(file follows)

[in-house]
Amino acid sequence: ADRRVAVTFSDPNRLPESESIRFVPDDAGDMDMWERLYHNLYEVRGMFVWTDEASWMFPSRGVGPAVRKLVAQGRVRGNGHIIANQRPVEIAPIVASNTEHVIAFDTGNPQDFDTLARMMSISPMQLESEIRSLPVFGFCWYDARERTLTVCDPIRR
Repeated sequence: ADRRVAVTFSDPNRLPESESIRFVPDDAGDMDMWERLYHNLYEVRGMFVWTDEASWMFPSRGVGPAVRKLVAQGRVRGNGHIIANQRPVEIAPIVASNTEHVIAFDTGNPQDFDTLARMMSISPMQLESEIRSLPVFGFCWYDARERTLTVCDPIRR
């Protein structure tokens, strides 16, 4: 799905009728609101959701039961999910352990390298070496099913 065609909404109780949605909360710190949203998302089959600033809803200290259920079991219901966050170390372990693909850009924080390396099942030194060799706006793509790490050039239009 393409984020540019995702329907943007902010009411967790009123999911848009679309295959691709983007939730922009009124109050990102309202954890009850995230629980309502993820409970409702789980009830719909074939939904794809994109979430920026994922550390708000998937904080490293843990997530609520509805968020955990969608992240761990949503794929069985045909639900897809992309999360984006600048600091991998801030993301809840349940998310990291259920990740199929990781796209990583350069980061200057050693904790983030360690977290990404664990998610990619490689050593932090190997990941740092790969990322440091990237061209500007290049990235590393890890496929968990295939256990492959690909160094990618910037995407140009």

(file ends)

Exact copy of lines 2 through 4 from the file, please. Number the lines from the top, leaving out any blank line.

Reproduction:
Amino acid sequence: ADRRVAVTFSDPNRLPESESIRFVPDDAGDMDMWERLYHNLYEVRGMFVWTDEASWMFPSRGVGPAVRKLVAQGRVRGNGHIIANQRPVEIAPIVASNTEHVIAFDTGNPQDFDTLARMMSISPMQLESEIRSLPVFGFCWYDARERTLTVCDPIRR
Repeated sequence: ADRRVAVTFSDPNRLPESESIRFVPDDAGDMDMWERLYHNLYEVRGMFVWTDEASWMFPSRGVGPAVRKLVAQGRVRGNGHIIANQRPVEIAPIVASNTEHVIAFDTGNPQDFDTLARMMSISPMQLESEIRSLPVFGFCWYDARERTLTVCDPIRR
């Protein structure tokens, strides 16, 4: 799905009728609101959701039961999910352990390298070496099913 065609909404109780949605909360710190949203998302089959600033809803200290259920079991219901966050170390372990693909850009924080390396099942030194060799706006793509790490050039239009 393409984020540019995702329907943007902010009411967790009123999911848009679309295959691709983007939730922009009124109050990102309202954890009850995230629980309502993820409970409702789980009830719909074939939904794809994109979430920026994922550390708000998937904080490293843990997530609520509805968020955990969608992240761990949503794929069985045909639900897809992309999360984006600048600091991998801030993301809840349940998310990291259920990740199929990781796209990583350069980061200057050693904790983030360690977290990404664990998610990619490689050593932090190997990941740092790969990322440091990237061209500007290049990235590393890890496929968990295939256990492959690909160094990618910037995407140009």